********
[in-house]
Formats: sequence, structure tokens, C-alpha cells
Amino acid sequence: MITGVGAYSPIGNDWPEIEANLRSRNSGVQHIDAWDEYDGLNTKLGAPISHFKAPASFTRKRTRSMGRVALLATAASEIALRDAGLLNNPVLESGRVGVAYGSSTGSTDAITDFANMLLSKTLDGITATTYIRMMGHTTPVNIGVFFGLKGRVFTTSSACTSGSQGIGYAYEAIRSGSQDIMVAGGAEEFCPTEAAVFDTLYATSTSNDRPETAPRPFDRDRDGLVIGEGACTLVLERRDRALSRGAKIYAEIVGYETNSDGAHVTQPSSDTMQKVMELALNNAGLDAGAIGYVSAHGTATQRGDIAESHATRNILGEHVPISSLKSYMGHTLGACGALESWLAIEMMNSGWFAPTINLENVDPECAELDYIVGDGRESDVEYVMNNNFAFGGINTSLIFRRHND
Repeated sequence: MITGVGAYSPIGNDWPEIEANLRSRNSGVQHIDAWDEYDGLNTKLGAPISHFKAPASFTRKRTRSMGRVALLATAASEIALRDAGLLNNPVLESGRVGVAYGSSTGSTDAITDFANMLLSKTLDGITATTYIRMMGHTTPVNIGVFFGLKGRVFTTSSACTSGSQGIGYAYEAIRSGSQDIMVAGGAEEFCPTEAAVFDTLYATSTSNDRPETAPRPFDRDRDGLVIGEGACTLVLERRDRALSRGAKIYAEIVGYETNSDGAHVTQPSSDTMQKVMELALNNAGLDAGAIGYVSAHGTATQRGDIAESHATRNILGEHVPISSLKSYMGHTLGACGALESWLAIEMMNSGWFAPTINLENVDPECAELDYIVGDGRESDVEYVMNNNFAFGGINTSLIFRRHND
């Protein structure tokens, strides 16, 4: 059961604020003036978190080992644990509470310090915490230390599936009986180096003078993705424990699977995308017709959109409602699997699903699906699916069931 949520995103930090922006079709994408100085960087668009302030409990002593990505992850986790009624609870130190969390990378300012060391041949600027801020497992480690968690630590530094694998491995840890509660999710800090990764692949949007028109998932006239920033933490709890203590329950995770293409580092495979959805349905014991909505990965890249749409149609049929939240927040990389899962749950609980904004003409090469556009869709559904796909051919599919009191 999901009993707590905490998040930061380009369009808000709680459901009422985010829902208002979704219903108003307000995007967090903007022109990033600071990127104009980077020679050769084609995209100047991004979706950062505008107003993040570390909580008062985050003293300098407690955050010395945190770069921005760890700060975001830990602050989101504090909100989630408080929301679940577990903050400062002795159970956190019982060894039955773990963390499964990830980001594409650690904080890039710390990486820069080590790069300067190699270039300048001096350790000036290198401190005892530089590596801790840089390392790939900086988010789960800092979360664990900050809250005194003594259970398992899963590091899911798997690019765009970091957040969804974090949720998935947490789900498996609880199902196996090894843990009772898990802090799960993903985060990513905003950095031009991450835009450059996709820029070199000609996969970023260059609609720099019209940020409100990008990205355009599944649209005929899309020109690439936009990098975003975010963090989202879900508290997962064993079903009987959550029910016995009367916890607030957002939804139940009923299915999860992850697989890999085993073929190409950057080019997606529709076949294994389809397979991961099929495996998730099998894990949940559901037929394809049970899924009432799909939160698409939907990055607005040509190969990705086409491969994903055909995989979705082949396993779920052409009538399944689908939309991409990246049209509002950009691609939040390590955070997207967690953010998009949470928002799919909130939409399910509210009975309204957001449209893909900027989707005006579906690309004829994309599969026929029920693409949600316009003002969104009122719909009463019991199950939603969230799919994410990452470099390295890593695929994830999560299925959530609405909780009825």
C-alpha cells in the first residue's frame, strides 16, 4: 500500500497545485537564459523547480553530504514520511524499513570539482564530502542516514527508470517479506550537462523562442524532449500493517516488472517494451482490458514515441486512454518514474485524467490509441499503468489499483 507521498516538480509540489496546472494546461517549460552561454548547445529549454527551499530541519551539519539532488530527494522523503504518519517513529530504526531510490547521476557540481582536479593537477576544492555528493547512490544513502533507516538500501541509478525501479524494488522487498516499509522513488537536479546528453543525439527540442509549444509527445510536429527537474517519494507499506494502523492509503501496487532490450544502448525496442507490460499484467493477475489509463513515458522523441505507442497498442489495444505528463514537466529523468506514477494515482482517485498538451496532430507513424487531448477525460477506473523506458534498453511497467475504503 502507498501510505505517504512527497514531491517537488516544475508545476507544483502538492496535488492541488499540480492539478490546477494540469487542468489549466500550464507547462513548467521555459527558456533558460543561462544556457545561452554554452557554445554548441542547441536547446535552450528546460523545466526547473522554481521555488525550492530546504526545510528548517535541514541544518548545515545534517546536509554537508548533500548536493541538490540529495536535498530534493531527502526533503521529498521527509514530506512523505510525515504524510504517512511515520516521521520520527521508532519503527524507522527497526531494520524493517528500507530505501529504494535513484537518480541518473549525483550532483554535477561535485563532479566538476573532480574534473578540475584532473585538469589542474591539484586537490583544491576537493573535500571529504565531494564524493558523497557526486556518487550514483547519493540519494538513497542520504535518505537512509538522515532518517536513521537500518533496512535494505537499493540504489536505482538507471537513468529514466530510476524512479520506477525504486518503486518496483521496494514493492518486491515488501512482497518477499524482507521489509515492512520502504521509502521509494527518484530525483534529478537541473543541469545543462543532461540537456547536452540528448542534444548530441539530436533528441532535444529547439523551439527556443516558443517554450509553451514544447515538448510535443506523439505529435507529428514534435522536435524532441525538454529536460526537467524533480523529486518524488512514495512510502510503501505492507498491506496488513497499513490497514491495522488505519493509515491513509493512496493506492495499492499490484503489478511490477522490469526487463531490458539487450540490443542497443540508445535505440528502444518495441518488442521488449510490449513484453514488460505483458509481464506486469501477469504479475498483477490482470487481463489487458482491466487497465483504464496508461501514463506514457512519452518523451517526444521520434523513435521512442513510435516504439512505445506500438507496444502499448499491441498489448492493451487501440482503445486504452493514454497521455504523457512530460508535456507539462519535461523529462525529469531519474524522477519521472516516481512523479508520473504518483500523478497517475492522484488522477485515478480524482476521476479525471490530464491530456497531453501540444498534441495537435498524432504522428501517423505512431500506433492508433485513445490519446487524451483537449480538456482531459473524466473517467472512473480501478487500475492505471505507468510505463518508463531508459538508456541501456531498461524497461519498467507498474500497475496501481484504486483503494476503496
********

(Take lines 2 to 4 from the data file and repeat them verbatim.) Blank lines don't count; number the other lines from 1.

Formats: sequence, structure tokens, C-alpha cells
Amino acid sequence: MITGVGAYSPIGNDWPEIEANLRSRNSGVQHIDAWDEYDGLNTKLGAPISHFKAPASFTRKRTRSMGRVALLATAASEIALRDAGLLNNPVLESGRVGVAYGSSTGSTDAITDFANMLLSKTLDGITATTYIRMMGHTTPVNIGVFFGLKGRVFTTSSACTSGSQGIGYAYEAIRSGSQDIMVAGGAEEFCPTEAAVFDTLYATSTSNDRPETAPRPFDRDRDGLVIGEGACTLVLERRDRALSRGAKIYAEIVGYETNSDGAHVTQPSSDTMQKVMELALNNAGLDAGAIGYVSAHGTATQRGDIAESHATRNILGEHVPISSLKSYMGHTLGACGALESWLAIEMMNSGWFAPTINLENVDPECAELDYIVGDGRESDVEYVMNNNFAFGGINTSLIFRRHND
Repeated sequence: MITGVGAYSPIGNDWPEIEANLRSRNSGVQHIDAWDEYDGLNTKLGAPISHFKAPASFTRKRTRSMGRVALLATAASEIALRDAGLLNNPVLESGRVGVAYGSSTGSTDAITDFANMLLSKTLDGITATTYIRMMGHTTPVNIGVFFGLKGRVFTTSSACTSGSQGIGYAYEAIRSGSQDIMVAGGAEEFCPTEAAVFDTLYATSTSNDRPETAPRPFDRDRDGLVIGEGACTLVLERRDRALSRGAKIYAEIVGYETNSDGAHVTQPSSDTMQKVMELALNNAGLDAGAIGYVSAHGTATQRGDIAESHATRNILGEHVPISSLKSYMGHTLGACGALESWLAIEMMNSGWFAPTINLENVDPECAELDYIVGDGRESDVEYVMNNNFAFGGINTSLIFRRHND